• Oh, and I don't see this anywhere on this forum thread.  Someone else mentioned elsewhere that if you can see your hard drive listed in your bios (F2 during the start of boot-up), there's still hope that you may be able to access the files through either the above suggested "put the hard drive in an external case" or through WinXP recovery mode.  If you can't see a hard drive listed in your bios, it might really be fried.

  • CardiffBubble

    I got a couple of bios deep scan test failures for bad sectors on the hard drive, but those could have been old ones.  I don't know if the bios test is smart enough not to report sectors that have already been flagged as bad sometime in the past.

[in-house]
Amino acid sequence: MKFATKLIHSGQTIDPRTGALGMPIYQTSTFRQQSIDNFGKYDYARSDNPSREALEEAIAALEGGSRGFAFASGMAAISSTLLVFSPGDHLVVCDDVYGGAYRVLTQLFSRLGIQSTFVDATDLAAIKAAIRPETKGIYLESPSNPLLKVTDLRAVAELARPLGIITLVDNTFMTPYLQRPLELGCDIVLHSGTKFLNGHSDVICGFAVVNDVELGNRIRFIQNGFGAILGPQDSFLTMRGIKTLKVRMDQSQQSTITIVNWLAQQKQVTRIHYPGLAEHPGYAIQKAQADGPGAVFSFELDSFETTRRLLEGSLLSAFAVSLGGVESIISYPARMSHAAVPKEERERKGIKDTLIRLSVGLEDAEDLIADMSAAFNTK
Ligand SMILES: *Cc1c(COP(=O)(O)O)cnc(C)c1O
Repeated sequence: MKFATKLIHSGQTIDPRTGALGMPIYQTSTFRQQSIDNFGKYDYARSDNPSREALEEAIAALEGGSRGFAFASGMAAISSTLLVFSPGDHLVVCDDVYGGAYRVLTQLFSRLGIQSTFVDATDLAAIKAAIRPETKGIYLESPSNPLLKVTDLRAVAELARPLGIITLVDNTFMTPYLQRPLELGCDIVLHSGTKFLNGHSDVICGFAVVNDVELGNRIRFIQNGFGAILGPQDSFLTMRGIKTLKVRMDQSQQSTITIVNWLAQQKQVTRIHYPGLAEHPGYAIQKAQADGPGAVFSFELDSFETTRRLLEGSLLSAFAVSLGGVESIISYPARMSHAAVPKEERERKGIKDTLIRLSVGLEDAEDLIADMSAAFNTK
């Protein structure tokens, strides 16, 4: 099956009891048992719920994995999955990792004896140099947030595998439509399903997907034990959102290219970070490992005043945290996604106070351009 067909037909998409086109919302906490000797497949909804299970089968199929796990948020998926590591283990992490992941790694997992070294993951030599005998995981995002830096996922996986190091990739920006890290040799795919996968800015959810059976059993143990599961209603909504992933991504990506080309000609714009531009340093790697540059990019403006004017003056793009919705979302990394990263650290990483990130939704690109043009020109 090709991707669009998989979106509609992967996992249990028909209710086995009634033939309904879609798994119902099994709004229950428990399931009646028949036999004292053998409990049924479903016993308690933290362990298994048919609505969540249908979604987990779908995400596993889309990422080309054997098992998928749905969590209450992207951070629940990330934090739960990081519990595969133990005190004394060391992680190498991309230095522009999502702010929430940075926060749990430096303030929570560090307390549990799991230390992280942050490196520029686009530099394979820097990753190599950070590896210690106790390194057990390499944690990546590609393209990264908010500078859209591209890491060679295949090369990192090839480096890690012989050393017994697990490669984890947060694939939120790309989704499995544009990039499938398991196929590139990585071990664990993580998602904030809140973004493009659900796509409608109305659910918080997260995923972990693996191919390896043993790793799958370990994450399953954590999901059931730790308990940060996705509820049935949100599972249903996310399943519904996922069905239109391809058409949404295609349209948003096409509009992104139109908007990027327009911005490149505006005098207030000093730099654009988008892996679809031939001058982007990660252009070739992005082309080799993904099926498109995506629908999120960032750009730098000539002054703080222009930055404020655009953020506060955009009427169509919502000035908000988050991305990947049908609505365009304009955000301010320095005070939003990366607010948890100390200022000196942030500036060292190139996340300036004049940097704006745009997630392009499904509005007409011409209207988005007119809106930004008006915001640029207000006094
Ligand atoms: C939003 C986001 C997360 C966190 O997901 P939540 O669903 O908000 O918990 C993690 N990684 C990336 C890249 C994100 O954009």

Only when the spare sectors allocated when a drive is commissioned are used up will bad sectors not be mapped out and made invisible...  so when you start SEEing bad sectors, it's time to replace the drive because their numbers will continue to grow.

      Running a chkdsk /r (recover bad sectors) which is taking a long time and then I'm going to try a FixBoot (fixes boot partition "sector 0" or some other root information, something a virus can apparently overwrite).  If that doesn't do it, I'll try a FixMBR (master boot record).

    You should use the MBR repair tool provided by Dell. Microsoft's FixBoot and FixMBR both break Dell's MBR if I recall correctly, then the restore partition and the MediaDirect button won't work anymore.

    If you don't have the laptop's Drivers & Utilities CD, I would recommend Goodell's DSRFix - http://www.goodells.net/dellrestore/fixes.shtml

  • I'm not sure why your message was deleted, CardiffBubble. The dual-core versions of the E1505/E1705 laptops can run Win7 just fine (I have 7 ultimate installed on the E1505 I'm typing on right now). You'll have to search these forums for suitable Notebook System Software, Chipset and other drivers, though, because win7 was never shipped on them.